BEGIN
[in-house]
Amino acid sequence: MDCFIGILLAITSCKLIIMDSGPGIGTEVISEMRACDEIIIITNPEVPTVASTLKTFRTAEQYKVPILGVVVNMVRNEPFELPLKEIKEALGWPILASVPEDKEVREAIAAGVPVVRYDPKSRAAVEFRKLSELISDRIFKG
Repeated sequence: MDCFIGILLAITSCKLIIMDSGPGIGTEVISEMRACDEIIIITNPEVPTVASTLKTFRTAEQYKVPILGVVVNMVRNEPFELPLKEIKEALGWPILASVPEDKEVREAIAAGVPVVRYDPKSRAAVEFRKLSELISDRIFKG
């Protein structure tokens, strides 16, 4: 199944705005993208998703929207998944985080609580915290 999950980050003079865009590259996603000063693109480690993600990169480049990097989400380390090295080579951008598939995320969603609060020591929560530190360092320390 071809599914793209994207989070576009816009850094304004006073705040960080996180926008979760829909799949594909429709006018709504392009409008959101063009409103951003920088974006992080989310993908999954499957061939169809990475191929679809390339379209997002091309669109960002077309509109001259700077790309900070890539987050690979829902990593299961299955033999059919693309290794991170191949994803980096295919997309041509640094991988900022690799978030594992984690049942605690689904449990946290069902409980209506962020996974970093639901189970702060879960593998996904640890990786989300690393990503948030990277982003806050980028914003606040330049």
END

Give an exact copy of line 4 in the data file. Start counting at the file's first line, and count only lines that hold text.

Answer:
């Protein structure tokens, strides 16, 4: 199944705005993208998703929207998944985080609580915290 999950980050003079865009590259996603000063693109480690993600990169480049990097989400380390090295080579951008598939995320969603609060020591929560530190360092320390 071809599914793209994207989070576009816009850094304004006073705040960080996180926008979760829909799949594909429709006018709504392009409008959101063009409103951003920088974006992080989310993908999954499957061939169809990475191929679809390339379209997002091309669109960002077309509109001259700077790309900070890539987050690979829902990593299961299955033999059919693309290794991170191949994803980096295919997309041509640094991988900022690799978030594992984690049942605690689904449990946290069902409980209506962020996974970093639901189970702060879960593998996904640890990786989300690393990503948030990277982003806050980028914003606040330049």